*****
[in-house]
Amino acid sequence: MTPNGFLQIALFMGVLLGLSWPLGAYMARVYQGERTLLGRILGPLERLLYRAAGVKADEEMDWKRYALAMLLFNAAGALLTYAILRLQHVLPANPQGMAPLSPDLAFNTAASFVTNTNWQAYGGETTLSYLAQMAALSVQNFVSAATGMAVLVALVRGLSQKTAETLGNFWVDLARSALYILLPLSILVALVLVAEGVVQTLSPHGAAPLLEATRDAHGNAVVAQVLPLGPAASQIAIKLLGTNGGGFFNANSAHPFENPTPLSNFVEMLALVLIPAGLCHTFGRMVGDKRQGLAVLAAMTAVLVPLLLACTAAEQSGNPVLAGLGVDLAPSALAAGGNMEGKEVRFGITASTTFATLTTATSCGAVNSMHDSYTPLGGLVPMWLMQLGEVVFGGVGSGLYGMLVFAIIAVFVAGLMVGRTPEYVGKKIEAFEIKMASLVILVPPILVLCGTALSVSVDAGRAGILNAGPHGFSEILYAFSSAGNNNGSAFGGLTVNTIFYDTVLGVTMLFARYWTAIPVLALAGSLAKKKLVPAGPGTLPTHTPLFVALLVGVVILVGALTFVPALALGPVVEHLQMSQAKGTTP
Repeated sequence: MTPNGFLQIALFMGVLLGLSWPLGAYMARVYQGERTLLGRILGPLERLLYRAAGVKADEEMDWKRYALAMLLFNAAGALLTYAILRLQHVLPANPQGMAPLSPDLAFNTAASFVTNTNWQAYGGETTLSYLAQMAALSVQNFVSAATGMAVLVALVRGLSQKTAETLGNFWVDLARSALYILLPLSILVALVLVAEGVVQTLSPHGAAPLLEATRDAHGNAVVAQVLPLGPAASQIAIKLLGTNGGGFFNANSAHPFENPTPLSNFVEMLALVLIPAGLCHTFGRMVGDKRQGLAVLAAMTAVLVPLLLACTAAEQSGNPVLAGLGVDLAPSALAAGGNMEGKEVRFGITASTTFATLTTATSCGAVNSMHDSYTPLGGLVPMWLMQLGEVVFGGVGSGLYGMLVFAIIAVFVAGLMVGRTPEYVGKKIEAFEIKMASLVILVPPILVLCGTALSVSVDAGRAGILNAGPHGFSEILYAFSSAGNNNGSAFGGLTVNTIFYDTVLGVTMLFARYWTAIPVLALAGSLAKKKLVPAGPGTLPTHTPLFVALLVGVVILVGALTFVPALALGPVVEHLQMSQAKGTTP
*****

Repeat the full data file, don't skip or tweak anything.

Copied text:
[in-house]
Amino acid sequence: MTPNGFLQIALFMGVLLGLSWPLGAYMARVYQGERTLLGRILGPLERLLYRAAGVKADEEMDWKRYALAMLLFNAAGALLTYAILRLQHVLPANPQGMAPLSPDLAFNTAASFVTNTNWQAYGGETTLSYLAQMAALSVQNFVSAATGMAVLVALVRGLSQKTAETLGNFWVDLARSALYILLPLSILVALVLVAEGVVQTLSPHGAAPLLEATRDAHGNAVVAQVLPLGPAASQIAIKLLGTNGGGFFNANSAHPFENPTPLSNFVEMLALVLIPAGLCHTFGRMVGDKRQGLAVLAAMTAVLVPLLLACTAAEQSGNPVLAGLGVDLAPSALAAGGNMEGKEVRFGITASTTFATLTTATSCGAVNSMHDSYTPLGGLVPMWLMQLGEVVFGGVGSGLYGMLVFAIIAVFVAGLMVGRTPEYVGKKIEAFEIKMASLVILVPPILVLCGTALSVSVDAGRAGILNAGPHGFSEILYAFSSAGNNNGSAFGGLTVNTIFYDTVLGVTMLFARYWTAIPVLALAGSLAKKKLVPAGPGTLPTHTPLFVALLVGVVILVGALTFVPALALGPVVEHLQMSQAKGTTP
Repeated sequence: MTPNGFLQIALFMGVLLGLSWPLGAYMARVYQGERTLLGRILGPLERLLYRAAGVKADEEMDWKRYALAMLLFNAAGALLTYAILRLQHVLPANPQGMAPLSPDLAFNTAASFVTNTNWQAYGGETTLSYLAQMAALSVQNFVSAATGMAVLVALVRGLSQKTAETLGNFWVDLARSALYILLPLSILVALVLVAEGVVQTLSPHGAAPLLEATRDAHGNAVVAQVLPLGPAASQIAIKLLGTNGGGFFNANSAHPFENPTPLSNFVEMLALVLIPAGLCHTFGRMVGDKRQGLAVLAAMTAVLVPLLLACTAAEQSGNPVLAGLGVDLAPSALAAGGNMEGKEVRFGITASTTFATLTTATSCGAVNSMHDSYTPLGGLVPMWLMQLGEVVFGGVGSGLYGMLVFAIIAVFVAGLMVGRTPEYVGKKIEAFEIKMASLVILVPPILVLCGTALSVSVDAGRAGILNAGPHGFSEILYAFSSAGNNNGSAFGGLTVNTIFYDTVLGVTMLFARYWTAIPVLALAGSLAKKKLVPAGPGTLPTHTPLFVALLVGVVILVGALTFVPALALGPVVEHLQMSQAKGTTP